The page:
By Mike Docker
ACROSS the globe, and especially in North America, many hearts belong to Scotland. Whether the attraction be ancestry, golf, fishing or the spectacular landscapes, tourists flock to the northern kingdom and are a key element in the country's economy.
Scotland's Hotels of Distinction - a consortium of 58 privately owned hotels spanning the nation from the Borders region to Lochinver in the far north-west - put up a Web site for its members just over a year ago to add to its promotional efforts in other media. And if you were looking on the Internet for somewhere to stay and you typed, say, "Scotland + hotels" into one of the Web's search engines, you would more than likely come across its site at http://www.scotlands-commended.co.uk/index.htm.
The design, by David Duffy, is clean and businesslike, with the home page featuring a welcoming message from the chairmen of both the Scottish Tourist Board and the consortium. The "Hotels" page is the heart of the site and shows the locations of all the consortium's properties on a numbered map. One click on a number will take you to the individual hotel page: a photograph, address, contact details, a short description, grading awards and booking summary. Bookings and enquiries are made via an on-screen form or by e-mailing the consortium from the site's home page. There are also links to other Scottish tourism Web pages and sites to do with the nation's history, clans and tartans, newspapers - even country dancing.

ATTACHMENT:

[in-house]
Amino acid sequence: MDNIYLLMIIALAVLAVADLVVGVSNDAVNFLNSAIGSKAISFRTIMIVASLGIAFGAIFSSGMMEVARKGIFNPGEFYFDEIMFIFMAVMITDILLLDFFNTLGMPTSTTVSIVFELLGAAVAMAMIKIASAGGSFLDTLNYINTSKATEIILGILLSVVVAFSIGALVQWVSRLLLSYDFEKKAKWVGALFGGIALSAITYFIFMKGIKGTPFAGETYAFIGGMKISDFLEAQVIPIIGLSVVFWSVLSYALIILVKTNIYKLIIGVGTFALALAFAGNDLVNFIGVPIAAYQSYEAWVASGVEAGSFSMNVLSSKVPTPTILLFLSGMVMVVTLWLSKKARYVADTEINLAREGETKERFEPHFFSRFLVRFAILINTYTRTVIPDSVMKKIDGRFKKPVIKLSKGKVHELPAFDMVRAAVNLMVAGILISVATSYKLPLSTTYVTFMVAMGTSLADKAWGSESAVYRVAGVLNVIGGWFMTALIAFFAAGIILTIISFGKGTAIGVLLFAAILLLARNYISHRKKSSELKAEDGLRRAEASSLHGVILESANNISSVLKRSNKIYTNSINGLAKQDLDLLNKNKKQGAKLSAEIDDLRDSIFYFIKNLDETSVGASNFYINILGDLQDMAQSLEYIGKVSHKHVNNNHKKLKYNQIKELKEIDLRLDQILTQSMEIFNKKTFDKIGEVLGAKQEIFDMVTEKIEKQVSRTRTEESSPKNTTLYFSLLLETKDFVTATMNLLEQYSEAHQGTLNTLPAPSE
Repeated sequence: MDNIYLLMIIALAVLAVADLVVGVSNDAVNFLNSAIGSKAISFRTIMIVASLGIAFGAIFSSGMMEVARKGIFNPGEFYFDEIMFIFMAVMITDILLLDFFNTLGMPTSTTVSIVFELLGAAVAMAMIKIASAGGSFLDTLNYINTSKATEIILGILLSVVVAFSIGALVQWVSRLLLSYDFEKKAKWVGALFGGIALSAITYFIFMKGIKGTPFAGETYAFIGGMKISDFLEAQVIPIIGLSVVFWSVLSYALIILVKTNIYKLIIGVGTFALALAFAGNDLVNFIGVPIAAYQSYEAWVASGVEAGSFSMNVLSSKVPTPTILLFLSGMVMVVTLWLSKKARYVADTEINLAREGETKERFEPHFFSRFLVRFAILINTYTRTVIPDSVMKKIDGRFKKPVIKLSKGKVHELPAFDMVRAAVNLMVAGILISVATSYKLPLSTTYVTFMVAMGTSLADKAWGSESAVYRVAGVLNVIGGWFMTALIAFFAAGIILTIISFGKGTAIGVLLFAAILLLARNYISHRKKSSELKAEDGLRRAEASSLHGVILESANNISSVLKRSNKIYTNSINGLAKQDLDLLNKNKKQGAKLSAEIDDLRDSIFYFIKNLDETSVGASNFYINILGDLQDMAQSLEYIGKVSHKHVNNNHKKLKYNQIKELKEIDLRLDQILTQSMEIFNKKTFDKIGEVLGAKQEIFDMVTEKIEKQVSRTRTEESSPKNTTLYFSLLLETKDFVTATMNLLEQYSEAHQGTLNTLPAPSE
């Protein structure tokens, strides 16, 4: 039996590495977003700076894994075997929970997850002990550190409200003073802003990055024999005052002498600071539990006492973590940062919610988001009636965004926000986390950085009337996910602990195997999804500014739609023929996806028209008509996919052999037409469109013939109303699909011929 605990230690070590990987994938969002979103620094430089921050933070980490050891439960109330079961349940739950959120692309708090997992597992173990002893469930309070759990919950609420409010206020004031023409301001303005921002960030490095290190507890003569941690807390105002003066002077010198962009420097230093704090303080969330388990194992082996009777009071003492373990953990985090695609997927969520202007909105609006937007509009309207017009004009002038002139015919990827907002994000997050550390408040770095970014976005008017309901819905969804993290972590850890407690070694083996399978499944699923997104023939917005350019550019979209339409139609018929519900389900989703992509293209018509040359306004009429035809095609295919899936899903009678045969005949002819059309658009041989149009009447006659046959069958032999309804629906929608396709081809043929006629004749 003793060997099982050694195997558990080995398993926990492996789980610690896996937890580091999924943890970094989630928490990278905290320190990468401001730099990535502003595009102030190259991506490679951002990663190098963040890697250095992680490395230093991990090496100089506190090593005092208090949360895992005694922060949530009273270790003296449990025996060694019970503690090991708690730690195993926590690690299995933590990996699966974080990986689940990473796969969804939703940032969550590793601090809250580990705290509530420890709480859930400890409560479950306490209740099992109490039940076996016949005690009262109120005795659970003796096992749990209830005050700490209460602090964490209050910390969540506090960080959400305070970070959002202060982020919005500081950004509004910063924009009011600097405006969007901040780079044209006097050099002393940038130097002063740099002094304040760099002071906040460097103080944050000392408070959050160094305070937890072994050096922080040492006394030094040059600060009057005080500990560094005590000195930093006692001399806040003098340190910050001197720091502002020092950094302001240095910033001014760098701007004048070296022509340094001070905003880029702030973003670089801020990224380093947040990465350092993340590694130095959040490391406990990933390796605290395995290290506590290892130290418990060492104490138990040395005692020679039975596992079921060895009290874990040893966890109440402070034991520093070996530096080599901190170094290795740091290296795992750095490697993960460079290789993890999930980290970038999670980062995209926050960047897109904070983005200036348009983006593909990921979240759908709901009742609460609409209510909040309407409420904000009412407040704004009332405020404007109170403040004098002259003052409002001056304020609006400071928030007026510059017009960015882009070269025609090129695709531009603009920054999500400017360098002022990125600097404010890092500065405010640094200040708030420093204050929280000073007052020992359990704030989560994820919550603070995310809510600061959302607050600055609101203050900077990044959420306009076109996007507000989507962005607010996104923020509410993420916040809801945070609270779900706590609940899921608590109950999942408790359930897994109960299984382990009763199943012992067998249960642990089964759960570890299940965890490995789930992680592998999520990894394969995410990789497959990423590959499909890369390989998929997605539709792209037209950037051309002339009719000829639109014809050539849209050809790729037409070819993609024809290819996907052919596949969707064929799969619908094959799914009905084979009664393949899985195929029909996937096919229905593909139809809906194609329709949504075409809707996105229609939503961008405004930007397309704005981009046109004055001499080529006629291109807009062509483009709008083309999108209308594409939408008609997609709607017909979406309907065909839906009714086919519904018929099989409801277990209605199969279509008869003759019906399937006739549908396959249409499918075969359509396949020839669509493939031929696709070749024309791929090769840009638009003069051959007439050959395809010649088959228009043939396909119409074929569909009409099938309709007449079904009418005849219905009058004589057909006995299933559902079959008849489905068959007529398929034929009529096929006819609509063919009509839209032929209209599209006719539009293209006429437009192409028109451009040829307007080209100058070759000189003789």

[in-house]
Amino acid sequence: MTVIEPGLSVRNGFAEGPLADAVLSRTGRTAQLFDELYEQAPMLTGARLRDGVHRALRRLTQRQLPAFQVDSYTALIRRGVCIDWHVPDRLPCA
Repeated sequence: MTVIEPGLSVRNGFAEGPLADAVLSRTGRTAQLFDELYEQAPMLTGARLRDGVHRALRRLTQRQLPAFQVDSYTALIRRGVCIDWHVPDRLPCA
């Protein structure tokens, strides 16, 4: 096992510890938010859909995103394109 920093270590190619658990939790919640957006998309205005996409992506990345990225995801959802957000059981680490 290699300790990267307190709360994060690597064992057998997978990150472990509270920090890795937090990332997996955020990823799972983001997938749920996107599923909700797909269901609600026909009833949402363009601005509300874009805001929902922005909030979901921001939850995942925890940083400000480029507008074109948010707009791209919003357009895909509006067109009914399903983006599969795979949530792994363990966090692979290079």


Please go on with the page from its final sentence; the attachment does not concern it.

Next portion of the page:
Chief executive Bill Legg sees the Web site as central to the group's plans, and says it will be undergoing a major redesign soon. He is canvassing the views of designers and consortium members before the overhaul.
In particular, he is listening to Michael Smith, co-owner with his wife Christine of Glendruidh House hotel, a consortium member situated outside Inverness. Glendruidh has its own site - http://www.milford.co.uk/gln/ - in addition to its presence on the Hotels of Distinction site. In fact, the Smiths were among the earliest to see the opportunities of advertising on the Internet. "Last year was our third full year on the Web," says Michael, "and it has now become our largest single source of bookings."
He hopes the consortium's new site will incorporate vacancies at individual member hotels, and travel operators will use the site to access those vacancies. "This is definitely the way to go," he says, but warns that care is needed to avoid the possibility of double bookings.